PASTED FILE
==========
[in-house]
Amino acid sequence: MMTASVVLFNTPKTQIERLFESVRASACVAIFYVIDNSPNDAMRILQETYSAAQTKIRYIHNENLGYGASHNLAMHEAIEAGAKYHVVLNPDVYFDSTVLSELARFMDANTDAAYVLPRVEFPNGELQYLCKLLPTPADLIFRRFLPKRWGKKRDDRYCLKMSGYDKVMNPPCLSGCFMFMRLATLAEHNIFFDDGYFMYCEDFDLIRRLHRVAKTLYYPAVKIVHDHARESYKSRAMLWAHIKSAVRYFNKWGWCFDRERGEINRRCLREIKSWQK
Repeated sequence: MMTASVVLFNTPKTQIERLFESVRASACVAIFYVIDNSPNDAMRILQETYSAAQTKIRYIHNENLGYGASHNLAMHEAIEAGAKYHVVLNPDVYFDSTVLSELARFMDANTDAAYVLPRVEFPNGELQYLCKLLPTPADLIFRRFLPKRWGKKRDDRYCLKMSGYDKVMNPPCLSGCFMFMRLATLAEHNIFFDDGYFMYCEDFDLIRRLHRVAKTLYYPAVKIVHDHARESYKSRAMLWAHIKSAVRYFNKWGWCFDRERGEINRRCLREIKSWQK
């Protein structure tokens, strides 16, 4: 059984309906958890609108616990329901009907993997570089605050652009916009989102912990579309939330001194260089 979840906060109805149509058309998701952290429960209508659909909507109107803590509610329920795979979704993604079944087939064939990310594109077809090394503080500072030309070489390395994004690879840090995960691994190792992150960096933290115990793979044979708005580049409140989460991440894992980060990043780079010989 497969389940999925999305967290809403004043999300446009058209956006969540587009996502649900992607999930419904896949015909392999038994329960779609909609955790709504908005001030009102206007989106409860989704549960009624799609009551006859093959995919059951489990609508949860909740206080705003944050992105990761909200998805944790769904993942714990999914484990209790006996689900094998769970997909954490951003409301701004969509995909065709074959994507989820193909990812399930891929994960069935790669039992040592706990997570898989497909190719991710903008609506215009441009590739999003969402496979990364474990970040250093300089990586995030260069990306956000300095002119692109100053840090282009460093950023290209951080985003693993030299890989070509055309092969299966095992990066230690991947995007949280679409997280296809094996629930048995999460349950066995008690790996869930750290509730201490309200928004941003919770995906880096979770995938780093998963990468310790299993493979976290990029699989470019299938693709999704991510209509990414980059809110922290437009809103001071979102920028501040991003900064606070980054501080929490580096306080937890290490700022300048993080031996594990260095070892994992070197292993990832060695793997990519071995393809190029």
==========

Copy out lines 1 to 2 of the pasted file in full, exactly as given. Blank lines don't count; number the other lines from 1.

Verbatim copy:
[in-house]
Amino acid sequence: MMTASVVLFNTPKTQIERLFESVRASACVAIFYVIDNSPNDAMRILQETYSAAQTKIRYIHNENLGYGASHNLAMHEAIEAGAKYHVVLNPDVYFDSTVLSELARFMDANTDAAYVLPRVEFPNGELQYLCKLLPTPADLIFRRFLPKRWGKKRDDRYCLKMSGYDKVMNPPCLSGCFMFMRLATLAEHNIFFDDGYFMYCEDFDLIRRLHRVAKTLYYPAVKIVHDHARESYKSRAMLWAHIKSAVRYFNKWGWCFDRERGEINRRCLREIKSWQK